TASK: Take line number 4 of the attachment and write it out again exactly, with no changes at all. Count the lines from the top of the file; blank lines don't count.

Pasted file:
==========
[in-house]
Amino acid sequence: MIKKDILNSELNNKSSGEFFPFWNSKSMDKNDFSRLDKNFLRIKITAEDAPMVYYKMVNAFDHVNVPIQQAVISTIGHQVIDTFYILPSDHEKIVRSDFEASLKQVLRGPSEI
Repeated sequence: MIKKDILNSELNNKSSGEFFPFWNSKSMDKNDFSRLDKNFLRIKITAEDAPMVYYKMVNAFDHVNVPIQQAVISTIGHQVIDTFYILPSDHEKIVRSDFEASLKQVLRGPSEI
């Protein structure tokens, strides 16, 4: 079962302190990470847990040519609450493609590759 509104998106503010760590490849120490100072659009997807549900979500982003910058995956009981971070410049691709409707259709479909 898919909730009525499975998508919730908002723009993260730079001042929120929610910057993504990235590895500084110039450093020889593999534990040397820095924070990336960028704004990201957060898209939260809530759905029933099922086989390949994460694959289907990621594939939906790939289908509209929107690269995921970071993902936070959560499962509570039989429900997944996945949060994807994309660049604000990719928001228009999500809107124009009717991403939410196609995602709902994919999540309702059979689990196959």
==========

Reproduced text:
């Protein structure tokens, strides 16, 4: 079962302190990470847990040519609450493609590759 509104998106503010760590490849120490100072659009997807549900979500982003910058995956009981971070410049691709409707259709479909 898919909730009525499975998508919730908002723009993260730079001042929120929610910057993504990235590895500084110039450093020889593999534990040397820095924070990336960028704004990201957060898209939260809530759905029933099922086989390949994460694959289907990621594939939906790939289908509209929107690269995921970071993902936070959560499962509570039989429900997944996945949060994807994309660049604000990719928001228009999500809107124009009717991403939410196609995602709902994919999540309702059979689990196959």